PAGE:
Skip Navigation

Kip Tindell, The Container Store

CEO 726

“Fill the other guy’s basket to the brim, then making money becomes an easy proposition.” Kip Tindell began shaping his philosophy toward business as a student at Jesuit College Preparatory School of Dallas. And it was while he was in high school that he would begin shaping a flair for retailing that would later turn an industry on its ear.

Born in Baton Rouge, Louisiana, Tindell’s family moved to Dallas when he was in the fifth grade. While still in high school, he took a job working in the paint department at Montgomery Ward in 1969. Not only did Tindell become a superstar salesperson, but he also forged a close friendship with Garrett Boone (Chairman Emeritus), his future business partner.

That friendship lasted through Tindell’s college years as an English major at The University of Texas, and at Storehouse, a chain of lifestyle furniture stores, in Austin in 1972. Tindell worked his way through college at Storehouse, where Boone was a regional manager. After college, Tindell authored a syndicated column on Southwest regional literature, featuring the state’s top fiction writers. At the same time, Tindell’s talent for retailing continued to thrive.

As the concept for The Container Store began to develop, the first challenge was to find products to sell. Tindell and Boone often had to persuade manufacturers to supply them with retail merchandise. Initially, almost all of the products that they wanted to sell were developed for commercial use only and were not available to consumers. But once manufacturers realized the prospect of a profitable consumer market for its products, they were eager to supply them. And many of those commercial products helped to clearly define the original concept – to sell multifunctional, storage and organization products that would save customers space and time.

The Container Store’s first location opened at Preston Road and Forest Lane in North Dallas on July 1, 1978. Mason’s tool bags as overnight bags, egg baskets as carryalls and wire leaf burners as toy barrels, were just a few of the original products Tindell and Boone merchandised in the 1,600 square foot space. The store outgrew its space within a year, and by 1980 had expanded twice. Eventually, the company’s first store would have to move across the street to find room for an ever-increasing inventory.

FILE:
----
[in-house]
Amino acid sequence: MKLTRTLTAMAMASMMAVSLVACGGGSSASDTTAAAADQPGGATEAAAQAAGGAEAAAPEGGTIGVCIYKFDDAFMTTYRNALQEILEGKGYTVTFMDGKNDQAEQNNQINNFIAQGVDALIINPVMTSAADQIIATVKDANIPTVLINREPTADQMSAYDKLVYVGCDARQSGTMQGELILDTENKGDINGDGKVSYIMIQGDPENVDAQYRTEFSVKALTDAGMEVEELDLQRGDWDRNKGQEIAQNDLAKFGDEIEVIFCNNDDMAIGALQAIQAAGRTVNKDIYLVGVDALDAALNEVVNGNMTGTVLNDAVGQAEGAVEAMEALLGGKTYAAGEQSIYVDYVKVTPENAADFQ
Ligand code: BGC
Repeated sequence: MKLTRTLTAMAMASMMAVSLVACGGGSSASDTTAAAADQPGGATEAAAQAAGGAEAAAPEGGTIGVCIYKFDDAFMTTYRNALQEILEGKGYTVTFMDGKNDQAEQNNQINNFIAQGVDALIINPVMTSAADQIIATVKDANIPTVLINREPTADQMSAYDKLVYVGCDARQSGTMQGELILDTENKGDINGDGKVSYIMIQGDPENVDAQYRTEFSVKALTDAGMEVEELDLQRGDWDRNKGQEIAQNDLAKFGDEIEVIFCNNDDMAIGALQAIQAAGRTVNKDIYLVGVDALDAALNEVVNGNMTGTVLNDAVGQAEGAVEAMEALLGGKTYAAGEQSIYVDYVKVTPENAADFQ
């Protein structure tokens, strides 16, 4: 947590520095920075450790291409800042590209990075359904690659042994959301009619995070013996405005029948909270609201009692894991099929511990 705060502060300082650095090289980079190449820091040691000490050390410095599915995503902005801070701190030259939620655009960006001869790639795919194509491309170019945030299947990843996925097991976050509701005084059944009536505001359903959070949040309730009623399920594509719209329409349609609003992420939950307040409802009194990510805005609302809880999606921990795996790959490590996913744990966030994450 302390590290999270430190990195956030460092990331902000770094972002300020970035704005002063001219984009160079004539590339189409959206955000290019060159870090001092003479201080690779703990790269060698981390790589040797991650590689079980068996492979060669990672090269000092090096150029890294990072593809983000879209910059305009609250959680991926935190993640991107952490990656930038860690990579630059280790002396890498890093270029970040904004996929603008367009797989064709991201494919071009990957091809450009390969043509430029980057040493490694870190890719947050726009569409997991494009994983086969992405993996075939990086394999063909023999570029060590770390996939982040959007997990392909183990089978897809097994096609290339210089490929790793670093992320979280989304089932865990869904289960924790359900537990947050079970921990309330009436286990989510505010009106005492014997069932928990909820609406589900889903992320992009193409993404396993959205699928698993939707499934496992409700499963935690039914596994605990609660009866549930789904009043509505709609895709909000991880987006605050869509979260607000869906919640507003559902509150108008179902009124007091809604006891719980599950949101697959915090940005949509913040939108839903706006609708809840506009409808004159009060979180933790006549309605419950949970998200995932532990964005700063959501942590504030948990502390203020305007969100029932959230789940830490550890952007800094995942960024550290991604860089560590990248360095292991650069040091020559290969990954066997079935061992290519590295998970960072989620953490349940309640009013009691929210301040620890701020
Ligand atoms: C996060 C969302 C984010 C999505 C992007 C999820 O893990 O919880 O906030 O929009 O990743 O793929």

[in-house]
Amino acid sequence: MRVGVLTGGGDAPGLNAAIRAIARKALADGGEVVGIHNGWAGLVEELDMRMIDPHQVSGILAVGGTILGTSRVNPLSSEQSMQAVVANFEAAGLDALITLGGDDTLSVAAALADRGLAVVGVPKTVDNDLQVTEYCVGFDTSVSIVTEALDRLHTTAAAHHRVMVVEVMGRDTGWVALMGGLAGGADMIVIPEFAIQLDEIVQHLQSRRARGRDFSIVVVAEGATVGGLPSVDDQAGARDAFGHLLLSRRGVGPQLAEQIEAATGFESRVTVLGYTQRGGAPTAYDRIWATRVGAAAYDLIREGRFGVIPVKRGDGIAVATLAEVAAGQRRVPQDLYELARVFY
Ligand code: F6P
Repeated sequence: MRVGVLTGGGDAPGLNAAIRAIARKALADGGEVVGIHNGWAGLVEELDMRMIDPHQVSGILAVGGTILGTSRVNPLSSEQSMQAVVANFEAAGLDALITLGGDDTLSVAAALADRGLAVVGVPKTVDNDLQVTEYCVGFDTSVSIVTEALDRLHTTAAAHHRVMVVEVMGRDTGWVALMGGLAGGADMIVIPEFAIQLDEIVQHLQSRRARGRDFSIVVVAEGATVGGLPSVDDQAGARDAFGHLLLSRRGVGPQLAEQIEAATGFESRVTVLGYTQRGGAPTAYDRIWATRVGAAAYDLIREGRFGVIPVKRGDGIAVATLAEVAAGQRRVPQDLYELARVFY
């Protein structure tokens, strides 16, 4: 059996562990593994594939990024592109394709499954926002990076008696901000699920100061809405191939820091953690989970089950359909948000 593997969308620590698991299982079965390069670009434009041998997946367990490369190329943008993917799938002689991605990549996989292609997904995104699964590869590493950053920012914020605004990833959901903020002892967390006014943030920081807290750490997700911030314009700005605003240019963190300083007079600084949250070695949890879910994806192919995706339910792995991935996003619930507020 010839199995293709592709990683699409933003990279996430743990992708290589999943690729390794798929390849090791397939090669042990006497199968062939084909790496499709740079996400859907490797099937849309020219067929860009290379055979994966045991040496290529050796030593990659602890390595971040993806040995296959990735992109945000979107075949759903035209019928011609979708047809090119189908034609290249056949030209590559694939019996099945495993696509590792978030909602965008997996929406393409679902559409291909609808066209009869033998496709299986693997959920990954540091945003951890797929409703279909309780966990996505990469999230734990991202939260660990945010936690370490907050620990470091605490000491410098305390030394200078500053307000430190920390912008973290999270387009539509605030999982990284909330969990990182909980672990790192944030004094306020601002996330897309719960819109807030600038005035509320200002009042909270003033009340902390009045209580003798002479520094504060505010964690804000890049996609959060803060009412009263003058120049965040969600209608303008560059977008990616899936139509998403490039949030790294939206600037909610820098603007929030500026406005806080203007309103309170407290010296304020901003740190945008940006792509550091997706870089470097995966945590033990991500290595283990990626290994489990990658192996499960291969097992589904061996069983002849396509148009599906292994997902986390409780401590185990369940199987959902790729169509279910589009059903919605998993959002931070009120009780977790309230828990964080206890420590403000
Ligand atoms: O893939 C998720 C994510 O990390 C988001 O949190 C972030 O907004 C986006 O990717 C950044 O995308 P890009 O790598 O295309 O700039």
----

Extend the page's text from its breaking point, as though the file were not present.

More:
More than 29 years later, The Container Store has 40 stores across the country. Stores currently average 25,000 square feet. And, with 2007 fiscal year sales projected at an excess of $600 million, the originators of the storage and organization category of retailing remain the leaders in an industry that continues to thrive. Retail analysts cite the company’s devotion to the original concept as the formula for its success, noting that other retailers haven’t focused on an inventory mix solely devoted to storage and organization products like The Container Store.

But for Tindell, the goal never has been growth for growth’s sake. Rather, it is to adhere to a fundamental set of corporate values, centered around strict merchandising, superior customer service and intense employee commitment. Growth and success have been the natural and inevitable result.

Tindell continues to embody the unique corporate culture he created, which empowers employees to use their own intuition and creativity to solve problems – instead of referring to the proverbial procedural manual. Thus, he has nurtured a fierce loyalty to the company, which has an incredible number of career employees – who might never have dreamed of a career in retail. In fact, that culture has propelled The Container Store to the top of FORTUNE magazine’s list of “100 Best Companies to Work For” eight years in a row. In 2006, along with wife Sharon Tindell (Chief Merchandising Officer) and Boone, Tindell was inducted into the Retailing Hall of Fame.

Tindell, 54, enjoys traveling with his wife, fly fishing, golf, and gardening. He is actively involved in the community as an Executive Board Member of the Circle Ten Council for the Boy Scouts of America, a member of the Salesmanship Club of Dallas, a non-profit organization dedicated to serving families in the Greater Dallas area, and the Save the Cathedral campaign, a restoration project for Dallas’ century-old Cathedral Guadalupe. Tindell also serves on the board at both Goodwill Industries and the National Retail Federation (NRF).